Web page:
Cape May Rare Bird Alert - 4/29/2004
You have reached the Cape May Birding Hotline, a service of New Jersey Audubon Society's Cape May Bird Observatory. This message was prepared on Thursday, April 29th. Highlights from the last week include PURPLE GALLINULE, PARASITIC JAEGER, BROWN PELICAN, MARBLED GODWIT, RED-BREASTED NUTHATCH, PURPLE FINCH, and news the season. The PURPLE GALLINULE continues at the Wetlands Institute, along Stone Harbor Blvd., seen most recently this morning, April 29th The bird frequents the small patch of mixed habitat (primarily lawn, brush, and phragmites) between the parking lot and Stone Harbor Blvd. When resting in the middle of the brushy area, the bird is not visible, but it has not been seen leaving this small, unlikely area. It was first discovered here on April 15th PARASITIC JAEGERS have returned, with one seen April 26throm Cape May Point and one on April 27throm Two Mile Beach. A BROWN PELICAN was also at Two Mile Beach on the 27th A MARBLED GODWIT was seen on April 25thn the salt marsh near Two Mile Landing, just south of Wildwood Crest. A RED-BREASTED NUTHATCH and a PURPLE FINCH were at the Higbee Beach Wildlife Management Area on April 24th

Other news this week is of birds that are not unexpected for the season, but nonetheless welcome harbingers of the season. A SALTMARSH SHARP-TAILED SPARROW was singing from the marsh at Shellbay Landing on April 27th An AMERICAN BITTERN, a COMMON NIGHTHAWK, a calling CHUCK-WILLS-WIDOW, and 2 displaying AMERICAN WOODCOCKS were seen by visitors to The Nature Conservancys Cape May Migratory Bird Refuge (The Meadows) at dusk on April 24th, along with many BLACK-CROWNED NIGHT-HERONS and at least 5 calling SORAS. Songbirds continue to flow through and into Cape May, with multiple reports this week of RED-EYED VIREO, ORCHARD ORIOLE, WORM-EATING WARBLER, INDIGO BUNTING, BLUE GROSBEAK, ROSE-BREASTED GROSBEAK, GREAT CRESTED FLYCATCHER, and first reports of the season for WOOD THRUSH, PHILADELPHIA VIREO and AMERICAN REDSTART, the latter birds noted from Belleplain State Forest. COMMON TERNS, BLACK SKIMMERS, WHIMBRELS, and PIPING PLOVERS are among the migrant water birds that are back in suitable habitats around Cape May.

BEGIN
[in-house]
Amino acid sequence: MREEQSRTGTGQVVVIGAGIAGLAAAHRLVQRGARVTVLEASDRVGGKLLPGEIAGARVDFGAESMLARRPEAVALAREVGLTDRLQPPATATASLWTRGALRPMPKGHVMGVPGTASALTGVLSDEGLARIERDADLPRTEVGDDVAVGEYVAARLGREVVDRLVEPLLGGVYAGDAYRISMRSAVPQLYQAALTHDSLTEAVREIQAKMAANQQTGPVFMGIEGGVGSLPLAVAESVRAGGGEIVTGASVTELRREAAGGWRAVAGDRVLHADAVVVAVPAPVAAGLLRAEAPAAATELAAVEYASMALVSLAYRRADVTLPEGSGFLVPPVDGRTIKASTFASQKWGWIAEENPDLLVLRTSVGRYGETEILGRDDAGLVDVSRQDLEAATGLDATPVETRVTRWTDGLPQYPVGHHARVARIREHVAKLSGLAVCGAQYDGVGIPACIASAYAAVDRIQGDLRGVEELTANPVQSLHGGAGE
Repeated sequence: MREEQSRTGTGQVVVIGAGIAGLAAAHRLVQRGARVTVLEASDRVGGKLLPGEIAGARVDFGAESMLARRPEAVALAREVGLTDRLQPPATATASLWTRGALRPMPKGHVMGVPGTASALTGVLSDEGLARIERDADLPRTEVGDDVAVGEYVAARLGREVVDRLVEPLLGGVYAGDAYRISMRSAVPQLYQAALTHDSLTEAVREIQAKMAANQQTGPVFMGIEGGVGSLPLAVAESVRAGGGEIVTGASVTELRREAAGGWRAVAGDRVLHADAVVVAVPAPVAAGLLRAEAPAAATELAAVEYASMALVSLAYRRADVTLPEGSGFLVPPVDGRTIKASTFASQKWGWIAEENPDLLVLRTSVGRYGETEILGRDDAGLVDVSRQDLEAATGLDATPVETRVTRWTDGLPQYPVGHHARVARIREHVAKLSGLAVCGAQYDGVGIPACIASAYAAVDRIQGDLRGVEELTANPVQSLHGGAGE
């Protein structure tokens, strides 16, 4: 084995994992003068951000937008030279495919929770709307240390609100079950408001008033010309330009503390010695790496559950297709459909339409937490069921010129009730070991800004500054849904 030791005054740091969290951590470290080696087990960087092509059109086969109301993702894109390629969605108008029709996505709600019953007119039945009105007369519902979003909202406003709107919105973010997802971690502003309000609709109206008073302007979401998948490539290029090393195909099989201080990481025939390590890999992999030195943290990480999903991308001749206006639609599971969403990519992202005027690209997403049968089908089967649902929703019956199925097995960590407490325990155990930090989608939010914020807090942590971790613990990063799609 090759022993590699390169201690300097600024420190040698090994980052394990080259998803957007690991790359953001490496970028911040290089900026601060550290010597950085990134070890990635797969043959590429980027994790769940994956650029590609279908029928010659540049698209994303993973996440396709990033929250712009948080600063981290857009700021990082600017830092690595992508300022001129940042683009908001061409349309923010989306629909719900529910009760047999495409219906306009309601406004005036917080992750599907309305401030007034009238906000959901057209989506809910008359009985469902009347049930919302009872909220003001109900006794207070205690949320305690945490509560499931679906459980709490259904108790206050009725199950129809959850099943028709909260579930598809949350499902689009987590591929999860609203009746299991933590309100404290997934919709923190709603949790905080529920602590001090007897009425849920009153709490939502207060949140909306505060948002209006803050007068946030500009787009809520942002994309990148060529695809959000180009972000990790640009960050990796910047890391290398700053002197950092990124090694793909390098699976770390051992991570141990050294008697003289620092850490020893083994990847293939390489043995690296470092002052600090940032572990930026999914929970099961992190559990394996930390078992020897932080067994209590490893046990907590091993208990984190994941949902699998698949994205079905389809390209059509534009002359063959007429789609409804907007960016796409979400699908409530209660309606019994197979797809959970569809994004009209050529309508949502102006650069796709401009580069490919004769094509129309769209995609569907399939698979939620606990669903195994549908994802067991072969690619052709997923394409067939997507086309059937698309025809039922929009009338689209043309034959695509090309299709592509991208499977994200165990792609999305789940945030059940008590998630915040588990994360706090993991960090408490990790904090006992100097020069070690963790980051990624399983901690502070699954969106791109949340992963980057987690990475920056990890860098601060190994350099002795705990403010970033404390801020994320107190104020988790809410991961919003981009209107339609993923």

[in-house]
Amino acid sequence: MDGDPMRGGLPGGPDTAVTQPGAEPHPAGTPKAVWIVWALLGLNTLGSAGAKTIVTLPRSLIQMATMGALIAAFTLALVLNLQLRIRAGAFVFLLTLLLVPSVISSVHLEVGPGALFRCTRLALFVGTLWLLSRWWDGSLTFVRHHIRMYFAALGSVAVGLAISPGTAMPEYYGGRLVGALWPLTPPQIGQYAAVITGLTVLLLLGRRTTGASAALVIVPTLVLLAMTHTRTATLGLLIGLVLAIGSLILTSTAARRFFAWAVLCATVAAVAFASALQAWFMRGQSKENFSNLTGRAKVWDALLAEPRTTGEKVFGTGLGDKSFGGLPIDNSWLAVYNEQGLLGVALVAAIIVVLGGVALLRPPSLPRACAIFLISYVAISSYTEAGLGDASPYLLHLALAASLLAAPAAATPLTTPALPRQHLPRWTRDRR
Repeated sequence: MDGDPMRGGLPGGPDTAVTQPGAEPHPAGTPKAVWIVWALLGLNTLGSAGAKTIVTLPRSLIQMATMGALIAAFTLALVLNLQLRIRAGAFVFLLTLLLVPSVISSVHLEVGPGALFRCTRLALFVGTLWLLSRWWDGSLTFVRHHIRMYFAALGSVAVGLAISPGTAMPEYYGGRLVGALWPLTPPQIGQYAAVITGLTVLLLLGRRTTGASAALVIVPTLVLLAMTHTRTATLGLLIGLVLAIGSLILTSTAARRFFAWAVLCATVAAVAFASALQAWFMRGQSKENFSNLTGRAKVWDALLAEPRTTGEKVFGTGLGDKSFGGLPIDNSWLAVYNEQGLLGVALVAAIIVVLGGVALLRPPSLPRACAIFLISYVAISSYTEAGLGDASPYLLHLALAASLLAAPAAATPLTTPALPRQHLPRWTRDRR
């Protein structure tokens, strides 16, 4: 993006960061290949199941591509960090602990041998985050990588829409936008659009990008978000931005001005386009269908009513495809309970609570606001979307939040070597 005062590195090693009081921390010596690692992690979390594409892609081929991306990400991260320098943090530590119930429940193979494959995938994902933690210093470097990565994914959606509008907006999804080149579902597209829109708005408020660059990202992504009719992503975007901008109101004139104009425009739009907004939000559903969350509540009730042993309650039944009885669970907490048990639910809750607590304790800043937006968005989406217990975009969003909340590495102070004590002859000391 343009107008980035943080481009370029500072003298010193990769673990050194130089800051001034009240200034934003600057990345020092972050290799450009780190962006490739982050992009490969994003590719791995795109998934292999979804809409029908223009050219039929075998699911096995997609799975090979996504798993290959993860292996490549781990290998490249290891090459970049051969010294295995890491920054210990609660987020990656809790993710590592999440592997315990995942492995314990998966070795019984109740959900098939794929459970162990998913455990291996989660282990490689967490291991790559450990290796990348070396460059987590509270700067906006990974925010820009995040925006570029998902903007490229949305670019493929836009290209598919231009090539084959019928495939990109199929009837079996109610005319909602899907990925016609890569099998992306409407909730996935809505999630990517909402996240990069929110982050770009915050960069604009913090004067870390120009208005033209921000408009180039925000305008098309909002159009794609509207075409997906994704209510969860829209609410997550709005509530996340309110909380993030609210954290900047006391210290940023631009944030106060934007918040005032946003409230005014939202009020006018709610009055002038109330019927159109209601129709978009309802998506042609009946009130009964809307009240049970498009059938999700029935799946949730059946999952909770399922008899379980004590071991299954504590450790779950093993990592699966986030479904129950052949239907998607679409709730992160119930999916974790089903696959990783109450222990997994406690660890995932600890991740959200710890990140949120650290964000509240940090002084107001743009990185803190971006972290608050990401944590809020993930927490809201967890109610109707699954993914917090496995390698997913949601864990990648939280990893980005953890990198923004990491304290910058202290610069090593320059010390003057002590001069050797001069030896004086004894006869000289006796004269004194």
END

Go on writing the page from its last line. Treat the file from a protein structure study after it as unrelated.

Please note that the free bridge connecting Nummy Island to south Stone Harbor is now closed until further notice for construction estimated date for reopening is late May. Nummy can still be accessed from North Wildwood Blvd.; drive past the road closed local traffic only sign and over the bridge.

The Cape May Bird Observatory offers an extensive series of regular bird walks that require no pre-registration and many special field trips and programs for which advanced registration is required. To receive a copy of our Program Schedule, stop at one of our centers, call the office during business hours at 609-861-0700, call our natural history and events hotline at 609-861-0466, or go to New Jersey Audubon's WEB SITE at http://www.njaudubon.org

This Cape May Birding Hotline is a service of the Cape May Bird Observatory, which is a research, conservation, and education unit of the New Jersey Audubon Society. Our aim is to preserve and perpetuate the ornithological significance of Cape May. Your membership supports these goals and this hotline. We detail sightings from around Cape May County, and also include reports from Cumberland and Atlantic Counties. Updates are typically made on Thursdays. Please report your sightings of rare or unusual birds to CMBOs Northwood Center at 609-884-2736, or e-mail reports to CapeMayReports@njaudubon.org. Thanks for calling and GOOD BIRDING!

Mark S. Garland, Senior Naturalist
Cape May Bird Observatory Northwood Center
701 E. Lake Dr., PO Box 3
Cape May Point, NJ 08212

<< 4/22/2004   5/6/2004 >>